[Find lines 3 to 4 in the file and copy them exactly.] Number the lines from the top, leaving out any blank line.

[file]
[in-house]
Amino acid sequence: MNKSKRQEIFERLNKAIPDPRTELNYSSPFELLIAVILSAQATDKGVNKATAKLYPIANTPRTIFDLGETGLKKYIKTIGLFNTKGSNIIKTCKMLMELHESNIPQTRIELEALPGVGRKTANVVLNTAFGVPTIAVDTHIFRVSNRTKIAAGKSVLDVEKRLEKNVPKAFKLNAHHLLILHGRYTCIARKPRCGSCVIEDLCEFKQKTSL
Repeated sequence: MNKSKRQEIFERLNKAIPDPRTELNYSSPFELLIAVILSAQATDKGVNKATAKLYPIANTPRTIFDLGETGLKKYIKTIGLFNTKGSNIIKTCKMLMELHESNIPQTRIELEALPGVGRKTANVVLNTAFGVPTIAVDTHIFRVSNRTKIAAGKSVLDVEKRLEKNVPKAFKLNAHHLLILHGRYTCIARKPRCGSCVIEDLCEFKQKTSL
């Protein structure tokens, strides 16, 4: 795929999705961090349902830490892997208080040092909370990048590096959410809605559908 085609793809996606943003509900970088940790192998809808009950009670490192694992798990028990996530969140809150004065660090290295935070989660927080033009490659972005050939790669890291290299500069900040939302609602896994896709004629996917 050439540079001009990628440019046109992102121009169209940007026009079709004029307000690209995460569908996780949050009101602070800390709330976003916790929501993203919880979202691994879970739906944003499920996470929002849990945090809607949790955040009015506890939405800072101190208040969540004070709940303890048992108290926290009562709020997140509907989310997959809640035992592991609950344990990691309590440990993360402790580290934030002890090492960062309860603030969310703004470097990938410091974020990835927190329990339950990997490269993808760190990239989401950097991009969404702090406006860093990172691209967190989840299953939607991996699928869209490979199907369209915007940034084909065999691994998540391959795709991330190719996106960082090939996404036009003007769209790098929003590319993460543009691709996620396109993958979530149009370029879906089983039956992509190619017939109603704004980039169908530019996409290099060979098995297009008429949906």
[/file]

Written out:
Repeated sequence: MNKSKRQEIFERLNKAIPDPRTELNYSSPFELLIAVILSAQATDKGVNKATAKLYPIANTPRTIFDLGETGLKKYIKTIGLFNTKGSNIIKTCKMLMELHESNIPQTRIELEALPGVGRKTANVVLNTAFGVPTIAVDTHIFRVSNRTKIAAGKSVLDVEKRLEKNVPKAFKLNAHHLLILHGRYTCIARKPRCGSCVIEDLCEFKQKTSL
């Protein structure tokens, strides 16, 4: 795929999705961090349902830490892997208080040092909370990048590096959410809605559908 085609793809996606943003509900970088940790192998809808009950009670490192694992798990028990996530969140809150004065660090290295935070989660927080033009490659972005050939790669890291290299500069900040939302609602896994896709004629996917 050439540079001009990628440019046109992102121009169209940007026009079709004029307000690209995460569908996780949050009101602070800390709330976003916790929501993203919880979202691994879970739906944003499920996470929002849990945090809607949790955040009015506890939405800072101190208040969540004070709940303890048992108290926290009562709020997140509907989310997959809640035992592991609950344990990691309590440990993360402790580290934030002890090492960062309860603030969310703004470097990938410091974020990835927190329990339950990997490269993808760190990239989401950097991009969404702090406006860093990172691209967190989840299953939607991996699928869209490979199907369209915007940034084909065999691994998540391959795709991330190719996106960082090939996404036009003007769209790098929003590319993460543009691709996620396109993958979530149009370029879906089983039956992509190619017939109603704004980039169908530019996409290099060979098995297009008429949906």